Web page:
April 25 (Bloomberg) -- Time Warner Cable Inc., the second-largest U.S. cable-television provider, fell in New York trading after adding fewer customers than projected last quarter.
The shares fell 0.6 percent to $92.19 at the close. The stock has fallen 5.1 percent this year, compared with an 11 percent gain for the Standard & Poor’s 500 Index.
The New York-based cable provider has lost video customers for 16 consecutive quarters, dating back to 2009, as consumers switch to rival services such as Verizon Communications Inc.’s FiOS and AT&T Inc.’s U-verse. Time Warner Cable also has been less aggressive with promotions and discounts, causing some budget-minded customers to leave.
“Time Warner Cable reported a disappointing first quarter against a backdrop of low market expectations for both financial and subscriber results,” Bryan Kraft, an analyst at Evercore Partners Inc. in New York, said in a note to clients. “Management had warned about the impact of promotional subscriber roll-offs having an unusually large impact on churn this quarter.”
Time Warner Cable added 131,000 residential Internet users, missing the average analyst estimate of 160,000. Video customers declined by 119,000 in the period, more than the 92,000 loss projected by 12 analysts on average.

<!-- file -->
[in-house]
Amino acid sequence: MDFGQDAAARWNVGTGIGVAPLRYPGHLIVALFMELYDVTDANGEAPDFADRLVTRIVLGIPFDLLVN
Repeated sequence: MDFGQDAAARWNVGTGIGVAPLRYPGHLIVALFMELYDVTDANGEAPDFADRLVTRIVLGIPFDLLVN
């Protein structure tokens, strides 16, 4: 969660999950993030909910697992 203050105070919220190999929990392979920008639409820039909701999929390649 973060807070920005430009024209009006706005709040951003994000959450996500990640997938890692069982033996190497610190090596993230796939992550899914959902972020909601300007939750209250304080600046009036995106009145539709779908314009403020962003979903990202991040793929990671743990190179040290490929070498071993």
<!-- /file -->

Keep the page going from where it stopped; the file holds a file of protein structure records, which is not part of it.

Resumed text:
Verizon’s FiOS added 188,000 broadband customers and 169,000 TV subscribers last quarter. U-verse gained 232,000 video customers and 731,000 Internet subscribers. Those gains don’t include subscribers using older DSL Internet technology, a number that is shrinking for both phone companies. Time Warner Cable competes with FiOS in New York and both FiOS and U-verse in Los Angeles.
AT&T decreased its price for its so-called triple-play and double-play packages in the quarter, Rob Marcus, Time Warner Cable’s chief operating officer, said during a conference call. Cable and some telecommunications companies bundle TV, Internet and landline phone together for a triple play, while two of those products make up a double play.
Time Warner Cable lost 35,000 residential phone customers, the first quarterly decline since 2011.
“Many customers chose not to take phone and instead spent money on incremental Internet speeds,” Marcus said.
Defections to Google Inc.’s Google Fiber in the Kansas City, Missouri, area have been “de minimis,” Marcus said, as only 2.5 percent of Time Warner Cable’s subscribers in the region have switched.
Even with disappointing subscriber numbers, Time Warner Cable boosted profit. Excluding one-time costs, earnings were $1.41 a share, beating the $1.37 average analyst estimate compiled by Bloomberg. Net income rose to $401 million, or $1.34 a share, from $382 million, or $1.20 a share, a year earlier, the company said in a statement.
Sales rose 6.6 percent to $5.48 billion, compared with the $5.49 billion average analyst estimate. Business services rose 25 percent to $537 million.
Time Warner Cable repurchased shares for $660 million in the quarter, compared with the previous period’s $571 million.
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